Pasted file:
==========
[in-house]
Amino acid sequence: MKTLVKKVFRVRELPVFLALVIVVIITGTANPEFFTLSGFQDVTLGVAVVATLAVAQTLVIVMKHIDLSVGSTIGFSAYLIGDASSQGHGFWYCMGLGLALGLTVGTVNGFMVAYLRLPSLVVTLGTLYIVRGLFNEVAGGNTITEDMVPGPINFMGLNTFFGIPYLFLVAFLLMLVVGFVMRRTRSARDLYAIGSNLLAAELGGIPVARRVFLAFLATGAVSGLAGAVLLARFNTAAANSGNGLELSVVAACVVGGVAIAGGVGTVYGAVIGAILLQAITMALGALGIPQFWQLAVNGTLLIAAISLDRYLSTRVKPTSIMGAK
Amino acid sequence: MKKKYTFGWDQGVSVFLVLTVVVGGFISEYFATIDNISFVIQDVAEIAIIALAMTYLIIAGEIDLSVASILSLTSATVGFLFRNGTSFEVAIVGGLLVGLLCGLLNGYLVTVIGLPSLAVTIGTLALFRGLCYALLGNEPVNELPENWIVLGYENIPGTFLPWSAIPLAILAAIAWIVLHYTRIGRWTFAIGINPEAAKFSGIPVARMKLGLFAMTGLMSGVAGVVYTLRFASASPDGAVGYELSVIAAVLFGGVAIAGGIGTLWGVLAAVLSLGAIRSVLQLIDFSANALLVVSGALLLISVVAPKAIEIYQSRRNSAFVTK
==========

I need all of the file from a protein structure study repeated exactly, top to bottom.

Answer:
[in-house]
Amino acid sequence: MKTLVKKVFRVRELPVFLALVIVVIITGTANPEFFTLSGFQDVTLGVAVVATLAVAQTLVIVMKHIDLSVGSTIGFSAYLIGDASSQGHGFWYCMGLGLALGLTVGTVNGFMVAYLRLPSLVVTLGTLYIVRGLFNEVAGGNTITEDMVPGPINFMGLNTFFGIPYLFLVAFLLMLVVGFVMRRTRSARDLYAIGSNLLAAELGGIPVARRVFLAFLATGAVSGLAGAVLLARFNTAAANSGNGLELSVVAACVVGGVAIAGGVGTVYGAVIGAILLQAITMALGALGIPQFWQLAVNGTLLIAAISLDRYLSTRVKPTSIMGAK
Amino acid sequence: MKKKYTFGWDQGVSVFLVLTVVVGGFISEYFATIDNISFVIQDVAEIAIIALAMTYLIIAGEIDLSVASILSLTSATVGFLFRNGTSFEVAIVGGLLVGLLCGLLNGYLVTVIGLPSLAVTIGTLALFRGLCYALLGNEPVNELPENWIVLGYENIPGTFLPWSAIPLAILAAIAWIVLHYTRIGRWTFAIGINPEAAKFSGIPVARMKLGLFAMTGLMSGVAGVVYTLRFASASPDGAVGYELSVIAAVLFGGVAIAGGIGTLWGVLAAVLSLGAIRSVLQLIDFSANALLVVSGALLLISVVAPKAIEIYQSRRNSAFVTK